rates.collections@aucklandcouncil.govt.nz

    You may want to speak with a lawyer for independent legal advice.

    Makes it Monday March 17
    Penny, what will you call your payments? Len Brown Resurrection Contributions, SkyCity Whitewash Fund …
    run a competition

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  39. Reid (16,440 comments) says:

    Accidentally leaked email reveals Auckland Council at risk of downgrade as debt balloons under Brown’s watch. Len Brown’s principal policy adviser James Bews-Hair says the Auckland Mayor will be “political toast” if the council’s credit rating is lowered…In a candid email to Mr Brown’s chief of staff Phil Wilson, head of communications Dan Lambert and chief press secretary Glyn Jones – and copied to the Herald – Mr Bews-Hair outlined the mayoral position on maintaining the council’s AA credit rating…The timing of the email could not be worse for Mr Brown, who today will outline a new 10-year budget with low rate increases, a revised debt programme and tightening the screws on capital works, albeit with the addition of a funding package for the $2.86 billion city rail link.

    http://www.nzherald.co.nz/nz/news/article.cfm?c_id=1&objectid=11217335

    This was “accidentally” forwarded to the NZ Herald. Bews-Hair was fired last year by Phil Wilson but Brown wouldn’t let him go. There’s a lot of bad blood in that office. Was this really an accident and if not, what’s the calculation?

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  40. Alan (1,087 comments) says:

    “effectively admitted that she had broken the rules by doing so, saying that she was trying to help a NZ exporter – when that help constituted endorsing their product. Also the potential conflict of interest with her husband being a director of the dairy exporter, Oravida.”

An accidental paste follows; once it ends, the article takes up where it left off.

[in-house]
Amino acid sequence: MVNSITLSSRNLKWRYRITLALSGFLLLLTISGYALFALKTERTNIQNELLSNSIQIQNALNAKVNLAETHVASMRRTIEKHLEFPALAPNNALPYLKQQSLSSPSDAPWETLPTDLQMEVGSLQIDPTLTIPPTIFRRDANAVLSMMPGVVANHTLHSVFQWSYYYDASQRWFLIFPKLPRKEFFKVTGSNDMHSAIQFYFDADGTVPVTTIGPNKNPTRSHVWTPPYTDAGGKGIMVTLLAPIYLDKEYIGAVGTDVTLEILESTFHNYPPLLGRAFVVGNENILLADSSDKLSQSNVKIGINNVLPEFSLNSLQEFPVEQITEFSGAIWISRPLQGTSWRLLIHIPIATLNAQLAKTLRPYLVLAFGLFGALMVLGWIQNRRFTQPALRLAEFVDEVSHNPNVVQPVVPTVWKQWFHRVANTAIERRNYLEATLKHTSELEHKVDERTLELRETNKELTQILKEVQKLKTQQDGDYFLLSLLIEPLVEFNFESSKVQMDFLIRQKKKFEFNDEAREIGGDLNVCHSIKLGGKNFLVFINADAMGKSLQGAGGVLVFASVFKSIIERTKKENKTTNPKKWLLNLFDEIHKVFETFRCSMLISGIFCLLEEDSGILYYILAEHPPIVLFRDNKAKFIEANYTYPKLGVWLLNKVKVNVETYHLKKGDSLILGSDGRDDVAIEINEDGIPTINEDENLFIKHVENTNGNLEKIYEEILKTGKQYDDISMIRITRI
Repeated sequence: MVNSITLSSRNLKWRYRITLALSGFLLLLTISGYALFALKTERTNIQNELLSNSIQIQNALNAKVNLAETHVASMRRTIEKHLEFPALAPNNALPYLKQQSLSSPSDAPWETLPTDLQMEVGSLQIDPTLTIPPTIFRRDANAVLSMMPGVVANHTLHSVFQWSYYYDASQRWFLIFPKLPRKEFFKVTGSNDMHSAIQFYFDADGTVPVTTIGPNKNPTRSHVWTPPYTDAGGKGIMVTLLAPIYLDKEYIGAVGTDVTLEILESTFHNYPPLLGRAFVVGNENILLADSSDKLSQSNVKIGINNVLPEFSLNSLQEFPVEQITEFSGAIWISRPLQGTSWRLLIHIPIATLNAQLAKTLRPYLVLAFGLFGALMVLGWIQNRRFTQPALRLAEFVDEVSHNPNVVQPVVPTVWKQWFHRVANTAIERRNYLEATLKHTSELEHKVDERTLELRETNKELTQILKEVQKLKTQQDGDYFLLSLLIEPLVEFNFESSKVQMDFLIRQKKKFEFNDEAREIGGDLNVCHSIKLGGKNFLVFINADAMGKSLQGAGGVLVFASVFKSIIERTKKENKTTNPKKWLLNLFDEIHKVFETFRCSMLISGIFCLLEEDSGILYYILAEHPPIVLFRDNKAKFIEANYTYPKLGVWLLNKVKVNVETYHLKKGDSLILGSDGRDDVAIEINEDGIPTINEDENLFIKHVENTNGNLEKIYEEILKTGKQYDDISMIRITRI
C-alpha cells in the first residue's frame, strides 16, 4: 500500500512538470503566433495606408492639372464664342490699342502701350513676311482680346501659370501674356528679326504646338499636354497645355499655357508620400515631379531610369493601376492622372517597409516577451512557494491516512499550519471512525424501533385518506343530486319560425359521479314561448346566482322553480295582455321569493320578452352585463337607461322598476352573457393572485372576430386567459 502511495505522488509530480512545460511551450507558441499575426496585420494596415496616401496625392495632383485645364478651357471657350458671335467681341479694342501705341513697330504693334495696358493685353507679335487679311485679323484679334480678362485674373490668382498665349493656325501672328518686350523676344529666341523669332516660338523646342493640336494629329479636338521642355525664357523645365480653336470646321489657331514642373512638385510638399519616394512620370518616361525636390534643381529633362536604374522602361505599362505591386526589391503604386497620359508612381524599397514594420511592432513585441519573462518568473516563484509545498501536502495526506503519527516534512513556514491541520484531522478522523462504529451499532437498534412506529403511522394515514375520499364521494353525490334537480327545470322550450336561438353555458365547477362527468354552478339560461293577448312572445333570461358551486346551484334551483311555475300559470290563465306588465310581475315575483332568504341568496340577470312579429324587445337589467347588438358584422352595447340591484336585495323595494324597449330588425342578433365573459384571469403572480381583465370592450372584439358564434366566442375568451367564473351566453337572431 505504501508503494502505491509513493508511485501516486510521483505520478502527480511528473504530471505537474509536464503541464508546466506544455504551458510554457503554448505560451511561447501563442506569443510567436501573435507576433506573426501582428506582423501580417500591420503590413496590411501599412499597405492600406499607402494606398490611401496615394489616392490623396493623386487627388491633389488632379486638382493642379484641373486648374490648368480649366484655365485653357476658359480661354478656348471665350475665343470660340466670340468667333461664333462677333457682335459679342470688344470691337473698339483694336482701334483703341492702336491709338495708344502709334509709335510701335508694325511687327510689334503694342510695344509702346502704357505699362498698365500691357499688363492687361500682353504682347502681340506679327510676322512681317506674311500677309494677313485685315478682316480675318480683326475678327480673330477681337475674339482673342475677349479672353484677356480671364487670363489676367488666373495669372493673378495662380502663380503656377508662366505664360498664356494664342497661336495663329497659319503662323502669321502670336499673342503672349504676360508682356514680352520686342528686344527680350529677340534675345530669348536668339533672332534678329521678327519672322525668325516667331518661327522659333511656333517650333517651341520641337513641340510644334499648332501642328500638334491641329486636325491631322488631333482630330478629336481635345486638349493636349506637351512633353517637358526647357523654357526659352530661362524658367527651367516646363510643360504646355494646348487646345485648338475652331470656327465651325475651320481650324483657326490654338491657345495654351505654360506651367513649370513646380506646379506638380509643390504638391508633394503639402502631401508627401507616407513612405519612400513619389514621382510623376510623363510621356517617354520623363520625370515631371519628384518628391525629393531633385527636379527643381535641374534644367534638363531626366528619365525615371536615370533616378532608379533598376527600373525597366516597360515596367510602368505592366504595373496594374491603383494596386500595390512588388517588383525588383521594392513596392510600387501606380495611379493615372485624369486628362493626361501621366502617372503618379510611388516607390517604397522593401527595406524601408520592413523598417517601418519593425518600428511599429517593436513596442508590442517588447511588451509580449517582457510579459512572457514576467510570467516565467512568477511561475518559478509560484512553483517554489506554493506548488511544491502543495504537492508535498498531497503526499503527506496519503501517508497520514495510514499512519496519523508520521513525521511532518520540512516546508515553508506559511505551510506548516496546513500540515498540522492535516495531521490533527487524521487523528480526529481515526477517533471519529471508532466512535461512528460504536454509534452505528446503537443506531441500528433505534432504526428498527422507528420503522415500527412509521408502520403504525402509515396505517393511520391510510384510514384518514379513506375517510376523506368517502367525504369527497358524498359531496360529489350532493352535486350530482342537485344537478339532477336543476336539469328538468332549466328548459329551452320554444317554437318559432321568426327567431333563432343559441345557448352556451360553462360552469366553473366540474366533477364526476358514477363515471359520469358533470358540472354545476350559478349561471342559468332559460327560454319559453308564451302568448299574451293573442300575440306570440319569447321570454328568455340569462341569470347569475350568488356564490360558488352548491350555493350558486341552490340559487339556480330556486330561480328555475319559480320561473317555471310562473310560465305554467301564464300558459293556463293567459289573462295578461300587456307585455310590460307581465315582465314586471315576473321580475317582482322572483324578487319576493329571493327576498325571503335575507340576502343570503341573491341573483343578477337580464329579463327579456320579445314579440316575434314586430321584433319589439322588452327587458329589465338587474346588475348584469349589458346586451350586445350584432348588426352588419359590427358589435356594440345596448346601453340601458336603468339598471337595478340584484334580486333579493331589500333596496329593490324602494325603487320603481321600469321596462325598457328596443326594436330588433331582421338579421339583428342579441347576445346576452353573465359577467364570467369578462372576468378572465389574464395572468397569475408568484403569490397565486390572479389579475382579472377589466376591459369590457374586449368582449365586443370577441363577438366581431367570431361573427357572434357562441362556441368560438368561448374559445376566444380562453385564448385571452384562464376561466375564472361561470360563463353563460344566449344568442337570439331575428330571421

That may or may not be the case, I don’t know or really care; and that’s the point. Voters don’t care about this, they care about issues that impact them directly; jobs, transport, education.

    Labour should be focused what matters to voters, there is a time for Wellington process stories, but it’s not in an election. Cuncliffe and McCarten need to get a grip and bring some focus very quickly. None of the missing Labour voters from 2005 is going to be motivated to go out and cast a ballot based on a glass of milk someone had in China.

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  41. peterwn (3,271 comments) says:

    Re Penny Bright
    The Local Government Rating Act is quite clear as to procedure. Guessing at what the problem is (I do not have a NBR sub) if the Council administration did make a blunder when applying one mechanism in the Act, it would be repugnant to all other ratepayers if the council could not take another tack in recovering the rates.

    The NBR headline indicates she owes $29k and the Council is looking to sell her house. Heavy handed – yes, but it is a last resort when dealing with smart alecs like Penny. A forced sale of a property especially when the owner is politically active is always going to cause ructions, but so be it. This is precisely why the Act makes provision for councils to ‘touch’ mortgagees (lenders) for unpaid rates. Even before the 2002 Act, councils could warn mortgagees that a rating sale was on the cards and mortgage agreements allowed the mortgagee to pay rates and stick it on the mortgage, and they generally would do this to protect their security interest. This is why coordinated ‘rates strikes’ do not get past first base in most cases.